At least, that’s what I thought until I remembered that my phone automatically saves my photos to my SkyDrive. Ahh, technology. Saving my disorganised self once more.
These scones are proper scones (or as close as you can get while keeping wheat free). No extremely sugary flavours here and absolutely NO ICING! Whoever decided to put so much sugar and icing into/onto scones needs a firm kick up the arse.
Don’t get me wrong, I love dried fruit in scones as well – at least I did before my FM came along – and I will occasionally splurge and put a little in there but all these artificially flavoured scones that I’ve come across in the USA make me want to cry. And have you seen the SIZE of “scones” over here? They’re almost as big as my hand, including the fingers!
This is a pretty standard recipe, I don’t imagine that scone recipes need to vary by much. Scones are so basic that buying a packet mix for them almost seems like more work than just making them from scratch. All that is required is flour, salt, butter and milk – and a tiny bit of sugar. You don’t even need a food processor/stand mixer. They are that easy.
Makes approximately 12 scones.
- 3 cups GF plain flour
- 6 tsp. baking powder
- 2 tsp. castor sugar/dextrose
- 1 tsp. xanthan gum
- 1 pinch salt
- 60 g/2 oz chilled butter (or LF sub), diced
- 1 1/2 cups buttermilk (or LF milk)
- 1/4 cup (LF) milk to brush the tops
Notes: If you have self-raising flour, you can omit the baking powder. If you want to make these with normal wheat flour, omit the xanthan gum. Don’t add too much xanthan gum or it creates really dense/heavy scones – like what happens if you over-knead the dough… been there, done that.
Firstly, sieve all of your dry ingredients into a large mixing bowl. Then add the diced butter and smoosh (very technical term, I know) it thoroughly though the dry mix until it looks like breadcrumbs. Alternatively, you can use your mixer to do this in about half the time.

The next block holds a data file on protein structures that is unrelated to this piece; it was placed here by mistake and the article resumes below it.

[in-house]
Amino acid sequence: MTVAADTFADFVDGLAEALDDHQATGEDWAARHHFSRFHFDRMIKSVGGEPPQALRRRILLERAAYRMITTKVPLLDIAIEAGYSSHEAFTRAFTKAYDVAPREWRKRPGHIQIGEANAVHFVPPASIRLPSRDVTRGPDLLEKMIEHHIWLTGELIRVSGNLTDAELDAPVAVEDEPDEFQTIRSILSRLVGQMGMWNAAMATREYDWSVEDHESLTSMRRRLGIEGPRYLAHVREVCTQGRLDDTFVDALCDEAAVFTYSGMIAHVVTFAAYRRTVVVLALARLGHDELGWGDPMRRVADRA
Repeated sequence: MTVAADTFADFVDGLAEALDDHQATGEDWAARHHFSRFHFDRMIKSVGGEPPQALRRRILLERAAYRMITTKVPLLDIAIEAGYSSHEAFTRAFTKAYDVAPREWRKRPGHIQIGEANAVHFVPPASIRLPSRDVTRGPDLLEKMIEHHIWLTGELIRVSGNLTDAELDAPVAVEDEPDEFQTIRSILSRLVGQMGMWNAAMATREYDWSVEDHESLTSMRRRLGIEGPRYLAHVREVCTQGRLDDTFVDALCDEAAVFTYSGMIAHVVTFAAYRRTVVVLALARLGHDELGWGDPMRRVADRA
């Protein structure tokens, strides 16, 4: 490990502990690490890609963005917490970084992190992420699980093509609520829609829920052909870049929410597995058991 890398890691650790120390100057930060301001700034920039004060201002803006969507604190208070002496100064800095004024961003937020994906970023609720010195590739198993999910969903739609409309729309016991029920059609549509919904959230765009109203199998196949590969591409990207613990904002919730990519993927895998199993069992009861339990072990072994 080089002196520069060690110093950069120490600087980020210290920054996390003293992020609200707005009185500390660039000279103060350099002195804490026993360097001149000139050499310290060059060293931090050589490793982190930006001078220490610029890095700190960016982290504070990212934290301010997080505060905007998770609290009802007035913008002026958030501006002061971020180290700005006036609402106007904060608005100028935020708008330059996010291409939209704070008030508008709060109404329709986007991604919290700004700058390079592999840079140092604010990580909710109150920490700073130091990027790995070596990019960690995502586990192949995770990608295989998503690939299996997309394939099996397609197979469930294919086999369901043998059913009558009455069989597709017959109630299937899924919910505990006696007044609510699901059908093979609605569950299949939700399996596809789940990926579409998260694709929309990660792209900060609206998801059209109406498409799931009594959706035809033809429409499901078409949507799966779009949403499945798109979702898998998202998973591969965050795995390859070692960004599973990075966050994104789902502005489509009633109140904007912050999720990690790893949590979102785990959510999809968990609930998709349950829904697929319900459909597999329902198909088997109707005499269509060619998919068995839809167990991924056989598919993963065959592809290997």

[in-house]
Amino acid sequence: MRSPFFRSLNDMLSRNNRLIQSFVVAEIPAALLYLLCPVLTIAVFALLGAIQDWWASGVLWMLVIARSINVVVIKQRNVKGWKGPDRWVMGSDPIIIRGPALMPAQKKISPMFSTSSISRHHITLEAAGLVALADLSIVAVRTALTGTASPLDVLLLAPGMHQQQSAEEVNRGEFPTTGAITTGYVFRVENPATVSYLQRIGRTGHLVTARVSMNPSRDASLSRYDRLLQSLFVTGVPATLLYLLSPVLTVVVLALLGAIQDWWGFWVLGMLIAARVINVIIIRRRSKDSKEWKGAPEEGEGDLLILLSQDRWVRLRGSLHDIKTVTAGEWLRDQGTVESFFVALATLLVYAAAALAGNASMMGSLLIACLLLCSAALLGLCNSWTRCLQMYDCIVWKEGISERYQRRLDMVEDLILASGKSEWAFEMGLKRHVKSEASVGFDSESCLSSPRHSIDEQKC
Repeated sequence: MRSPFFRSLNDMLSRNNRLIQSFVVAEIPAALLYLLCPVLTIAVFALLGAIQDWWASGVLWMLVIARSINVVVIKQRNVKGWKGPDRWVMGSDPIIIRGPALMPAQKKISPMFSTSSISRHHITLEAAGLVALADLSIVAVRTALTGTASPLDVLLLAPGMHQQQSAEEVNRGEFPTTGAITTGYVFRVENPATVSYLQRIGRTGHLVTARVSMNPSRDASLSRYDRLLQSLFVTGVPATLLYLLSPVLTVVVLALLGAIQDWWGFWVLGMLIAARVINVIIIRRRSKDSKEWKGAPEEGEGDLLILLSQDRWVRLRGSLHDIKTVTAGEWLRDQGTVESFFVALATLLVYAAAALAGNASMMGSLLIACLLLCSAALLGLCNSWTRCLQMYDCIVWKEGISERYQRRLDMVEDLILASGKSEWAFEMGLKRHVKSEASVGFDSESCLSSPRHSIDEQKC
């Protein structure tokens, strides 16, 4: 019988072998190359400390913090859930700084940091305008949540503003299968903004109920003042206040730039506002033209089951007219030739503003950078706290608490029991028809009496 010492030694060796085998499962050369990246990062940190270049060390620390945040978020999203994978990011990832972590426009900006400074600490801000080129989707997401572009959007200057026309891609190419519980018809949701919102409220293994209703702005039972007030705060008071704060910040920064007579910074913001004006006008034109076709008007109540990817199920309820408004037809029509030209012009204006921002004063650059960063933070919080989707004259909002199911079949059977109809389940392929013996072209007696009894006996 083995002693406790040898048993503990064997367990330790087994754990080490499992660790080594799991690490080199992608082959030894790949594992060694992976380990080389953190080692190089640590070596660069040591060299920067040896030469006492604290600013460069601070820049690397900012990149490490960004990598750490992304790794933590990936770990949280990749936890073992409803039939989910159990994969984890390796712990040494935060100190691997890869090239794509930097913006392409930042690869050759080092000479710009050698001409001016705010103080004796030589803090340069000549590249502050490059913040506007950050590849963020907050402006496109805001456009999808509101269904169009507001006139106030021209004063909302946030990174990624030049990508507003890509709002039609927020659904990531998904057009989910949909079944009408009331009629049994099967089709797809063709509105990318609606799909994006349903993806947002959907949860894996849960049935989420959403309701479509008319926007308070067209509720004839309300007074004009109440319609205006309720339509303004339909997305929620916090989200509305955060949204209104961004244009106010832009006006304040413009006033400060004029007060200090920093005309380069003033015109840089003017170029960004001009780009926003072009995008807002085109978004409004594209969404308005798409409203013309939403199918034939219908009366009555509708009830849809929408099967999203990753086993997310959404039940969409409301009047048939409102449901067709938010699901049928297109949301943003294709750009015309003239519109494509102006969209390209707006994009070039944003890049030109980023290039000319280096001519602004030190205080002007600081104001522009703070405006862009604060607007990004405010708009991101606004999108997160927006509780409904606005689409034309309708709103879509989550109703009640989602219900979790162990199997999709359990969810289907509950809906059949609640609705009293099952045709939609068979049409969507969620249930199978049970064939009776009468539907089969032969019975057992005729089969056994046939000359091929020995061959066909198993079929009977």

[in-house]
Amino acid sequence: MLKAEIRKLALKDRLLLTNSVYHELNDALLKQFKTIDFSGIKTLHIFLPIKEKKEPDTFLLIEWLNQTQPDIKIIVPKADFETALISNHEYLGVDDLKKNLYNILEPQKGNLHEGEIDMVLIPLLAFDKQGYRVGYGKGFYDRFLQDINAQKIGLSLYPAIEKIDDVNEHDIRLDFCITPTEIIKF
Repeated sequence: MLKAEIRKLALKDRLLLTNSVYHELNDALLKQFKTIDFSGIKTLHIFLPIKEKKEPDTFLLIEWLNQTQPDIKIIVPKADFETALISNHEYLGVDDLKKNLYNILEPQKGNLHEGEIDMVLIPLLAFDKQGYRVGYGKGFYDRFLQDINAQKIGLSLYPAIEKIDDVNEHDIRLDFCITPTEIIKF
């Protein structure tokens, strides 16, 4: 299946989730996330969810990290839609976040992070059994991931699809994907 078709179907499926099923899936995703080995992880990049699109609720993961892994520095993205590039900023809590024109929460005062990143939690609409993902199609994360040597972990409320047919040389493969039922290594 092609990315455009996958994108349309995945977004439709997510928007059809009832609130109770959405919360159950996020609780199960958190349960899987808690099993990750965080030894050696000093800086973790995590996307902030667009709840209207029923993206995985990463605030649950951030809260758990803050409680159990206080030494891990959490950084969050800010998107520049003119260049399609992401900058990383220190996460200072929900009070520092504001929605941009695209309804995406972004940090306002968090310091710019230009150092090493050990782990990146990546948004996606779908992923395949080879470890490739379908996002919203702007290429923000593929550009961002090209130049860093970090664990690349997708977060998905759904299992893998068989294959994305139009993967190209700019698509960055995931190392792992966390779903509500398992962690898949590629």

Next, make a hollow in the middle of the butter/flour mixture and pour in half your buttermilk. Mix thoroughly, and then pour in the remainder gradually, while still mixing, until your mixture has a dough-like consistency. Don’t use all of the buttermilk if you don’t need to, or your mixture will be too wet.
Meanwhile, lightly GF flour your bench top and lightly knead the dough until it forms a cohesive ball – don’t be too heavy handed. Putting a little flour on your hands will prevent the dough form sticking to you.
Next, use your hands to pat/lightly squash the dough until it is 2-3cm (approx. 1 inch) thick. Use whatever you have on hand to cut the “scones” out of the dough. I happen to have a tea cup that is about 5 cm/2 in across, which is the perfect size for me. Alternatively, you could just cut the dough into 5 cm squares or freehand circles. They don’t have to be perfect.
Place them onto a lined baking sheet and brush the tops with the milk. Bake at 200 C/390 F for 10 mins and then check, they will probably only need another 2 minutes max until they are golden brown on top.
Remove and let cool a little before enjoying your scone-y deliciousness. Scones keep best when covered in a tea towel (dish cloth) – clean, of course. At least, this is what my mum always did… maybe it’s an old wives’ tale?
To create a Devonshire Tea, you will require enough scones, jam and whipped cream – not that garbage out of a can, freshly whipped is the only way to go if you’ve just hand-made scones – to serve your guests. And tea, of course. Loose leaf is preferable.